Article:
Pioneer 10 and 11 launched in 1972 and 1973, respectively, whereas both Voyager probes launched in 1977. I do expect the imaging quality to improve in 5 years but the difference is a bit too much.

Pioneer 11 image of Jupiter:


Voyager 2 image of Jupiter:


Pioneer 11 image of Saturn:


Voyager 2 image of Saturn:


The images were obviously processed to show more detail and make the images clearer and brighter, but still, the difference is stark. Why are the Voyager images so much better than the Pioneer ones?


2 Answers 2


The 1960s and 1970s were a period of rapid technological development, so it's not actually surprising that the relatively new field of electronic imaging advanced so far in that five-year period. Especially for spacecraft applications, where you have severe power and weight constraints and a harsh operating environment, compromises had to be made in quality - resolution and signal-to-noise ratios.

Resolution of the Voyager cameras was 800x800 pixels; the Pioneer imaging was done with just a pair of detectors, one for blue and one for red, scanned line-by-line for (if I did the math right) about 500x500 pixels. The registration of scan lines in the Pioneer images seems reasonably good, and the Pioneer 11 came much closer to both Jupiter (43,000 km) and Saturn (21,000 km) than Voyager 2 did (570,000 km, 101,000 km), so raw resolution doesn't seem to have been the problem; it must be that the quality of the light detectors just improved vastly from Pioneer to Voyager.

Note that the Pioneer imaging system is billed as a photopolarimeter rather than a camera; it wasn't primarily intended to produce nice pictures.

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    $\begingroup$ Re The 1970s were a period of rapid technological development -- Better said, the late 1960s to early 1970s were a period of rapid technological development. As the Pioneer spacecraft were launched in the early 1970s, their instruments were almost certainly a product of mid 1960s technology. That was an era where slide rules still ruled and mainframes were larger than a house but had less computational power than your toaster oven. $\endgroup$ Aug 1, 2020 at 0:37
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    $\begingroup$ +1 I wonder if the focal length and FOV were different as well? Did Voyager have a higher magnification (more pixels per degree) while Pioneer had a wider angle lens? Could the Voyager images published be mosaics perhaps? $\endgroup$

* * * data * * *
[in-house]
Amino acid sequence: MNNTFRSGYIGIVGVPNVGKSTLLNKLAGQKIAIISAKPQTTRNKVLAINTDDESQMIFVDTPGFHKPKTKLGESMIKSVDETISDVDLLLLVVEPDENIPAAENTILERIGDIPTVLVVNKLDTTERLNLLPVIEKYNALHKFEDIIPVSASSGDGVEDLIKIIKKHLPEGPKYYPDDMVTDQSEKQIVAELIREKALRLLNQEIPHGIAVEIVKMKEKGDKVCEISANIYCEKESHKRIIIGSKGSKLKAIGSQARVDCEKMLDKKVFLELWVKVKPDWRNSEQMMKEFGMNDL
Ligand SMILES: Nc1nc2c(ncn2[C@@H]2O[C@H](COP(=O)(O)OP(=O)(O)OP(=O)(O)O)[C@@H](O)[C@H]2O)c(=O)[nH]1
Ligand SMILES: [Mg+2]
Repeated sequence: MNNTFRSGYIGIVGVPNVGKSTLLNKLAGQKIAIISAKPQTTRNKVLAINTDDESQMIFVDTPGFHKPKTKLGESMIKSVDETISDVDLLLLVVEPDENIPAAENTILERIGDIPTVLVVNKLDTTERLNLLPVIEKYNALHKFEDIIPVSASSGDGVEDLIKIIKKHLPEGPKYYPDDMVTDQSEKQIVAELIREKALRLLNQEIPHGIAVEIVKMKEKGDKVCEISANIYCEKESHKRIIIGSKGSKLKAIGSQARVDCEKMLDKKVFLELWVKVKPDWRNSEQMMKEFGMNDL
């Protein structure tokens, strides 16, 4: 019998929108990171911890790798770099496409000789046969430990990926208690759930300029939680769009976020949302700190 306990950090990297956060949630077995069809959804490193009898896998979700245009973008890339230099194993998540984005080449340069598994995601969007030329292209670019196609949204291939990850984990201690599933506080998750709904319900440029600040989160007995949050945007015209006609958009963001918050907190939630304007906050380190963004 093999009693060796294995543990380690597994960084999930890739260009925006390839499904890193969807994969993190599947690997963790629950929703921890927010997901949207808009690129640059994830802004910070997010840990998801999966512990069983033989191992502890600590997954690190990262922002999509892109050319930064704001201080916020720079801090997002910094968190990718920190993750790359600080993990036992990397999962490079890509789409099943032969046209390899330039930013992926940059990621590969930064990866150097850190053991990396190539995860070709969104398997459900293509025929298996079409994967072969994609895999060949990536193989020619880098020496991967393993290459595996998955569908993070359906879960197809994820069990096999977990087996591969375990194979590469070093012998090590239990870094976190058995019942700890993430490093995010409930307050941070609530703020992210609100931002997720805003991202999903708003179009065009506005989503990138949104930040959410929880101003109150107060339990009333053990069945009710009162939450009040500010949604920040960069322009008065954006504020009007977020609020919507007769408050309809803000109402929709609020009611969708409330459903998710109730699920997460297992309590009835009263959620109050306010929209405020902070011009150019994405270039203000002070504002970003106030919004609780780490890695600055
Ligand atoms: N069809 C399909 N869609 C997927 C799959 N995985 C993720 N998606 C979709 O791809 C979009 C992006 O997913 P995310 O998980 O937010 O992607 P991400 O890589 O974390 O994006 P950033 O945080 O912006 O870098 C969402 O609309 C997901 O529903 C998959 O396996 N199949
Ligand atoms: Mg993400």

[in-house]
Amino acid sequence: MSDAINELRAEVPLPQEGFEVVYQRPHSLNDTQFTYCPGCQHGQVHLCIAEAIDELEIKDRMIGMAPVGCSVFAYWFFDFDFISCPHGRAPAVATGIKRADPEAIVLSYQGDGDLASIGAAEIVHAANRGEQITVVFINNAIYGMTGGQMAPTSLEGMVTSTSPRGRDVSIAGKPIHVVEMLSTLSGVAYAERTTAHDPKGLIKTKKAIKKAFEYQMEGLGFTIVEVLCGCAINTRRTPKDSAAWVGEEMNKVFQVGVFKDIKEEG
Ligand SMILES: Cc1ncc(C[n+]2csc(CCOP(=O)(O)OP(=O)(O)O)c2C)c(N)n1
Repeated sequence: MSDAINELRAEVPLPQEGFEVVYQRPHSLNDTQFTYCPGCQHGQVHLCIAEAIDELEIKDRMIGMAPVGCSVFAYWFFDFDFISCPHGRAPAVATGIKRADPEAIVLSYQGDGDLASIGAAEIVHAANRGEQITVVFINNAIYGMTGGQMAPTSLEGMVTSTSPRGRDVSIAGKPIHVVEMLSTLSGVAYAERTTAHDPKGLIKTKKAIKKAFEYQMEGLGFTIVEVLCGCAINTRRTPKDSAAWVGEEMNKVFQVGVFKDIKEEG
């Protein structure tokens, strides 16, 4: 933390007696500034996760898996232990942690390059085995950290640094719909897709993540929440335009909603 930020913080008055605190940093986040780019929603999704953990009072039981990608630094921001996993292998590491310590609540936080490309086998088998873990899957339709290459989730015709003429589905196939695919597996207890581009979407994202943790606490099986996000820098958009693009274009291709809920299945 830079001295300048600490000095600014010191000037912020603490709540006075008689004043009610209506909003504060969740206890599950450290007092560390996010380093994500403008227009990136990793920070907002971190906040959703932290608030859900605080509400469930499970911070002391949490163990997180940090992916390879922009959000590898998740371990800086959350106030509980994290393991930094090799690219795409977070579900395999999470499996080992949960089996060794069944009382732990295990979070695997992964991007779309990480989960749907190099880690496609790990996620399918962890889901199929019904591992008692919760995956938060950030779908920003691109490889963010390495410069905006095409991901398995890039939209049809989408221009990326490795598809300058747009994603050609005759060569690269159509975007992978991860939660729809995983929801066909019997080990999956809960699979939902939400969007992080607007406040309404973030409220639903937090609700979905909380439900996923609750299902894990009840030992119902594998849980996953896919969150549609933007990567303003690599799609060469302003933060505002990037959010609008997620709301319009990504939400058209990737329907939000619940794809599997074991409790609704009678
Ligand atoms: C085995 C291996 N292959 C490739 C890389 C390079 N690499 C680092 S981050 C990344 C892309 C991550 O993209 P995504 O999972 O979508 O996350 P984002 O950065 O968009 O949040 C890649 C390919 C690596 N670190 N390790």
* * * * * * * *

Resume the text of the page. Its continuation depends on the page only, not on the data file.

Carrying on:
– uhoh
    Aug 1, 2020 at 1:47

It is not only the progress in imaging over that period. Voyager was a more ambitious and expensive mission in general. The mass of Pioneer 11 was 259 kg, while that of Voyager was 825.5. That extra mass included a proper camera with multiple lenses on a steerable platform. This is different from the Pioneer spacecraft, which were spin-stabilized. The scanning that Russell Borogove's answer mentions was actually based on the rotation of the spacecraft sweeping the detectors past the planet. That wasn't because that was the only way they knew to do it - they could have sent a better camera, but there was a budget they needed to meet. With Voyager, they had both better technology and more money.

Really, though, this should be no surprise. According to a quick Google search, the first (American, apparently) cell phones with cameras came out in 2002, thirty years after the first Pioneer launch. The first iPhone came out in 2007, thirty years after Voyager. If you compare the pictures you get from phones at both ends of that span, I think the difference is at least as great.

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    $\begingroup$ Slight correction: the first cell phone with a camera was released already in 1999 in Japan. It had a 0.1Megapixel resolution. $\endgroup$ Aug 2, 2020 at 20:35
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    $\begingroup$ Thanks. Edited to fix in a way that keeps the delayed 5-year span. $\endgroup$ Aug 2, 2020 at 22:05

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